You can help by forgetting you ever read this man's name, and remembering the name of at least one victim. You can help by donating to mental health research instead of pointing to gun control as the problem. You can help by turning off the news."
2. We have GOT to do something about the mental health care system in this country. This is non-negotiable. I don't even know where we start, but I feel like it's starting to sink in to the public. Nearly every single one of these killers exhibited some sort of mental/social/personality disorder. Their friends and families had to know they were disturbed. But there's a stigma around getting help. How many of these crimes could have been prevented if someone had intervened? If there had been a facility for them to seek help, seek treatment, without feeling judged or persecuted. We need to treat these people, not make them feel threatened to the point of opening fire on a crowd of people. We need to get to the heart of what's causing people to do this. That's truly going to be the only way to prevent something like this from happening again.
And, saving the most controversial for last...
3. I don't think we should ban guns (but I also don't think we should arm everyone). To hear my conservative friends tell it, I'm in the minority for being a liberal and a Democrat who isn't screaming about
gun control getting rid of guns. While I don't know if that's true, I do know what I have a pretty neutral stance on the issue, and as such, I'd like to share my opinions/observations (observinions?) with you.
I don't inherently have a problem with guns. A friend took me to a shooting range one time and I had a delightful afternoon. I shattered the hell out of some neon orange clay pigeons. (I don't know why they are called pigeons. They're round discs. Someone explain this to me if you have the answer.)
Here's the thing: outlawing something doesn't make it go away. In fact, it usually makes things worse. WE KNOW THIS. Taking something away has never been a productive option in this country. The drug "industry" is thriving. Our experiment with outlawing alcohol during Prohibition did nothing more than to bring organized crime into America.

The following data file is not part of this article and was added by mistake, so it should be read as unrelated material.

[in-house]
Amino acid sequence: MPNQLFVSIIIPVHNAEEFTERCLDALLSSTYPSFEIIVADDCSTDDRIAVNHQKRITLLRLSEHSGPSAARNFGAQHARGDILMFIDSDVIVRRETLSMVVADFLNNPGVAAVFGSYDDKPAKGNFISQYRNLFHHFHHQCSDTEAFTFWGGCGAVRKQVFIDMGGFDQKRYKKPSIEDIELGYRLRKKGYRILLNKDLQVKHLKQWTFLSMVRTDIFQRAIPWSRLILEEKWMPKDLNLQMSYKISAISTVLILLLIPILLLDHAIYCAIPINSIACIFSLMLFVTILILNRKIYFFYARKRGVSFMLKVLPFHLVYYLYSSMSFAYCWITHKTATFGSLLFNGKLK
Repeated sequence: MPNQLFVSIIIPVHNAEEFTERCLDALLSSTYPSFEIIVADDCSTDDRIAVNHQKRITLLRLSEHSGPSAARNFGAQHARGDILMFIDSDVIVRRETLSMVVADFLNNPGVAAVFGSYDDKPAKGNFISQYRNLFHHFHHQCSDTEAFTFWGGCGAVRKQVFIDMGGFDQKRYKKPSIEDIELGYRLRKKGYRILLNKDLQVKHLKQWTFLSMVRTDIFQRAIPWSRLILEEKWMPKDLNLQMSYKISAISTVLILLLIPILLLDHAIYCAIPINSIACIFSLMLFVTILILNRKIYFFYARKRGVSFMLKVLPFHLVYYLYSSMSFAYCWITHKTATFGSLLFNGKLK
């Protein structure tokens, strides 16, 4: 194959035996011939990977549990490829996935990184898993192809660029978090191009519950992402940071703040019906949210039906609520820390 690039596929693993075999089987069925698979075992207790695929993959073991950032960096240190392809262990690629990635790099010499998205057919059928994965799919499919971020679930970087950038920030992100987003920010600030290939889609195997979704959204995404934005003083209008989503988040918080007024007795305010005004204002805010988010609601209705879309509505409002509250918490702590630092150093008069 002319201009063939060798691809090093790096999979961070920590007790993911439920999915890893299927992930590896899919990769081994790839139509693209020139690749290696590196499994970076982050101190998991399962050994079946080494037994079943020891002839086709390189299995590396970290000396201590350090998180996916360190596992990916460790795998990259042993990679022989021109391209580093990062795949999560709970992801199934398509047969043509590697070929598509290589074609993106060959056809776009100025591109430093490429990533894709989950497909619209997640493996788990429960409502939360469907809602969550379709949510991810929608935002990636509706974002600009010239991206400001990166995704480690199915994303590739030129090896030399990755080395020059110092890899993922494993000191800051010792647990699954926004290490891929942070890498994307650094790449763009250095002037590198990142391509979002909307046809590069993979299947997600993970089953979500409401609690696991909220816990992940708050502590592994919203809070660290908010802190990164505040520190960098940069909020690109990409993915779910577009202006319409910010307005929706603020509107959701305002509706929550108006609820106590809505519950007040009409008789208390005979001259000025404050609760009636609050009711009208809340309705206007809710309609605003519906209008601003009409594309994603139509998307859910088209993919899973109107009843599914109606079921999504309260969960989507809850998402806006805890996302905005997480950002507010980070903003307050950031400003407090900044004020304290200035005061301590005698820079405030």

There's an image circulating facebook (there's always an image circulating facebook) that poses the question: "Why do conservatives seem to believe that outlawing guns won't prevent gun violence, but outlawing abortion will prevent abortion?" My initial response was: OH SNAP. Because I've said repeatedly that you can outlaw abortion but it's still going to happen, it will always still happen, so might as well keep it legal and safe and regulated. You know, kind of like keeping guns legal and (relatively) safe and regulated. HEY WAIT A MINUTE. WE ARE ALL RAGING HYPOCRITES. Because the same argument can be made in reverse. It struck me as being ironic that both ideologies have something that they're trying to outlaw that the other side wants to keep, each knowing full well that if THEIR pet cause were to be outlawed, it would still happen. In both cases, keeping [whatever it is] legal keeps some regulations in place to keep things, in theory, safer. If someone is going to do something, they're going to find a way to do it. The end.